The bridge discussed in this paper was completed in 1985 and is part of a vital sea crossing. The main cable-stayed bridge has a span of 225 m with side spans of 107?5 m. The bridge carries two three-lane carriageways. The bridge cables comprise lengths of coupled high-yield bars within a grouted steel tube. An assessment of the structure in 1996-1999, using modern design standards, identified large overstress in the shortest cables anchored close to the pylons. Other cables were also found to be overstressed, but to a lesser degree. Bearings were thus installed at the piers to relieve load from the shortest cables and the second shortest sets of cables were replaced. An acoustic monitoring system was also installed on all cables to detect any problems. Since then, two bar breaks were detected in other cables, which have been replaced. Inspection and testing showed fatigue of the couplers to be responsible for the breaks. Following the first bar break detected in December 2004, an additional assessment was completed by Atkins. This paper describes the assessment of the bridge cables, examines the consequences of cable failure and discusses the reasons why the decision to replace all the cable stays was made. It also describes the specification for the new replacement stay system and its advantages over the old system.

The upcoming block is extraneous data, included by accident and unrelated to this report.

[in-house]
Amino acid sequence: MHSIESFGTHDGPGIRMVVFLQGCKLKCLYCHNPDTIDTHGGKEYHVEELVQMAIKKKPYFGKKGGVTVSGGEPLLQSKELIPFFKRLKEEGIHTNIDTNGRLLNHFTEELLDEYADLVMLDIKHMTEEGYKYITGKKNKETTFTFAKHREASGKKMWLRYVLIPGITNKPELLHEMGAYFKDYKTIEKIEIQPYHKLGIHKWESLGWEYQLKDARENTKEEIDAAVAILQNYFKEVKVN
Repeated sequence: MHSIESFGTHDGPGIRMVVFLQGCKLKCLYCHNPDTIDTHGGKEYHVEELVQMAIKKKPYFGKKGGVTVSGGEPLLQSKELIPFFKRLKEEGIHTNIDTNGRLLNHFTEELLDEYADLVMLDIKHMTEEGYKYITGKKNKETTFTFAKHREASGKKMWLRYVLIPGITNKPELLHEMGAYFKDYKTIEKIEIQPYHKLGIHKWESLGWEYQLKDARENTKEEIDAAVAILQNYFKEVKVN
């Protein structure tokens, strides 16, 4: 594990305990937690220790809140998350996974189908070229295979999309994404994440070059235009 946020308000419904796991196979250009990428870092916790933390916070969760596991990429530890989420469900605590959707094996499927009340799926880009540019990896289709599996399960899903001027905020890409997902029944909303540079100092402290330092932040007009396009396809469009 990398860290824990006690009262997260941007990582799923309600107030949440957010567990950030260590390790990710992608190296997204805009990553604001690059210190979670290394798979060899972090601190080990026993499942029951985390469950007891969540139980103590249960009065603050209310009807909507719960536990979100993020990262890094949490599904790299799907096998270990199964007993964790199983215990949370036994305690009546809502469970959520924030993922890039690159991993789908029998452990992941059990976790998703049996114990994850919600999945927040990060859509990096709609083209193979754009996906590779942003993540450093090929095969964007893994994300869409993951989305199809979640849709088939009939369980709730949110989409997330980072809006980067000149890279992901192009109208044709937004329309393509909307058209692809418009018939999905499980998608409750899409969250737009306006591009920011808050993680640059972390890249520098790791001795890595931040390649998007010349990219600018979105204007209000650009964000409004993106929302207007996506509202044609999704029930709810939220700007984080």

Hendy C.R.,Atkins Highways and Transportation | Sandberg J.,Atkins Highways and Transportation | Shetty N.K.,Atkins Rail
Proceedings of the Institution of Civil Engineers: Bridge Engineering | Year: 2011

The new structural Eurocodes offer increased economy in design over most existing codes of practice. However, the assessment of existing structures is specifically outside the scope of the Eurocodes, so many of the benefits these new codes bring cannot be directly applied when reviewing old structures. This paper investigates the areas where the steel and concrete Eurocodes give increased resistances compared to existing codes and makes recommendations for sections that could be directly applied to the assessment of existing structures. Areas where the Eurocodes cannot be applied directly to existing structures are also identified, together with the reasons why, such as reliance on modern material and execution specifications. Recommendations are then made for how the Eurocode design rules could be modified for assessment situations, including the use of measured strengths and imperfections in calculation. Actions and the format for combining actions are also investigated and recommendations are made for modifications to these aspects for use in assessing bridges. Finally, an overall assessment of the scope of work required to produce an assessment suite of Eurocodes is made.

Smith N.,Atkins Highways and Transportation
Proceedings of the Institution of Civil Engineers: Bridge Engineering | Year: 2012